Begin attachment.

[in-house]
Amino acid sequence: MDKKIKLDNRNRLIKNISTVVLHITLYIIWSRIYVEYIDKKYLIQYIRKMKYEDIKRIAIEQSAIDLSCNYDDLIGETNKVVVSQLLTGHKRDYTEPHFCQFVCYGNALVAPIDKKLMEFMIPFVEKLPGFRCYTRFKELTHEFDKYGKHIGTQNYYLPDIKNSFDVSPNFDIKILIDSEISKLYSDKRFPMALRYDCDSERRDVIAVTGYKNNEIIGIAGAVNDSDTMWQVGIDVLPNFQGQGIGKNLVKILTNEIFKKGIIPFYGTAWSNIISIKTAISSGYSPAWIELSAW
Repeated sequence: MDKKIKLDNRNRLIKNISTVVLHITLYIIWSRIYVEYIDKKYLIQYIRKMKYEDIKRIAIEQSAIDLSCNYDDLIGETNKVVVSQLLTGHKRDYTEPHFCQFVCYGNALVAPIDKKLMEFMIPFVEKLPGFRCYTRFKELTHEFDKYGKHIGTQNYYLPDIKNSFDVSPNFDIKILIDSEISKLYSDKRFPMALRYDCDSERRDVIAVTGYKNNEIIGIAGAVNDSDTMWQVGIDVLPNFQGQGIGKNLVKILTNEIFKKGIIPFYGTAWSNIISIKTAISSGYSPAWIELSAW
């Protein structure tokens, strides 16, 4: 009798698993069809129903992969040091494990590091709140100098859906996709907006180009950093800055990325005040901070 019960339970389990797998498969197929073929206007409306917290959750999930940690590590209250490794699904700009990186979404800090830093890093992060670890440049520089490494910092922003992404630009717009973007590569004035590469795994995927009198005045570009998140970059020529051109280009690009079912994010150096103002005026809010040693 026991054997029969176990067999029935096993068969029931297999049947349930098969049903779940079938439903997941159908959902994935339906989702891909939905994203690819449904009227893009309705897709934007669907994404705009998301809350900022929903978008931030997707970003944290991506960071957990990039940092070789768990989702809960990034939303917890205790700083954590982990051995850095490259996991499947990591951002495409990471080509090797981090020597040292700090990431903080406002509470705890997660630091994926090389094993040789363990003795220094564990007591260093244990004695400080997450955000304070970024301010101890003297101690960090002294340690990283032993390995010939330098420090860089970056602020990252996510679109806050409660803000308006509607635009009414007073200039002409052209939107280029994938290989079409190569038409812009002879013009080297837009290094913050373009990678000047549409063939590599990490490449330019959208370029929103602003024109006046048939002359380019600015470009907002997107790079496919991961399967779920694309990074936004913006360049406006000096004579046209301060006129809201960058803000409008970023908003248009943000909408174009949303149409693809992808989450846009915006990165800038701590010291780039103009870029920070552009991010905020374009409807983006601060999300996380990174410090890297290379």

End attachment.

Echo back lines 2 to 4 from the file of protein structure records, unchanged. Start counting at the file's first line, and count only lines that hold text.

Amino acid sequence: MDKKIKLDNRNRLIKNISTVVLHITLYIIWSRIYVEYIDKKYLIQYIRKMKYEDIKRIAIEQSAIDLSCNYDDLIGETNKVVVSQLLTGHKRDYTEPHFCQFVCYGNALVAPIDKKLMEFMIPFVEKLPGFRCYTRFKELTHEFDKYGKHIGTQNYYLPDIKNSFDVSPNFDIKILIDSEISKLYSDKRFPMALRYDCDSERRDVIAVTGYKNNEIIGIAGAVNDSDTMWQVGIDVLPNFQGQGIGKNLVKILTNEIFKKGIIPFYGTAWSNIISIKTAISSGYSPAWIELSAW
Repeated sequence: MDKKIKLDNRNRLIKNISTVVLHITLYIIWSRIYVEYIDKKYLIQYIRKMKYEDIKRIAIEQSAIDLSCNYDDLIGETNKVVVSQLLTGHKRDYTEPHFCQFVCYGNALVAPIDKKLMEFMIPFVEKLPGFRCYTRFKELTHEFDKYGKHIGTQNYYLPDIKNSFDVSPNFDIKILIDSEISKLYSDKRFPMALRYDCDSERRDVIAVTGYKNNEIIGIAGAVNDSDTMWQVGIDVLPNFQGQGIGKNLVKILTNEIFKKGIIPFYGTAWSNIISIKTAISSGYSPAWIELSAW
């Protein structure tokens, strides 16, 4: 009798698993069809129903992969040091494990590091709140100098859906996709907006180009950093800055990325005040901070 019960339970389990797998498969197929073929206007409306917290959750999930940690590590209250490794699904700009990186979404800090830093890093992060670890440049520089490494910092922003992404630009717009973007590569004035590469795994995927009198005045570009998140970059020529051109280009690009079912994010150096103002005026809010040693 026991054997029969176990067999029935096993068969029931297999049947349930098969049903779940079938439903997941159908959902994935339906989702891909939905994203690819449904009227893009309705897709934007669907994404705009998301809350900022929903978008931030997707970003944290991506960071957990990039940092070789768990989702809960990034939303917890205790700083954590982990051995850095490259996991499947990591951002495409990471080509090797981090020597040292700090990431903080406002509470705890997660630091994926090389094993040789363990003795220094564990007591260093244990004695400080997450955000304070970024301010101890003297101690960090002294340690990283032993390995010939330098420090860089970056602020990252996510679109806050409660803000308006509607635009009414007073200039002409052209939107280029994938290989079409190569038409812009002879013009080297837009290094913050373009990678000047549409063939590599990490490449330019959208370029929103602003024109006046048939002359380019600015470009907002997107790079496919991961399967779920694309990074936004913006360049406006000096004579046209301060006129809201960058803000409008970023908003248009943000909408174009949303149409693809992808989450846009915006990165800038701590010291780039103009870029920070552009991010905020374009409807983006601060999300996380990174410090890297290379």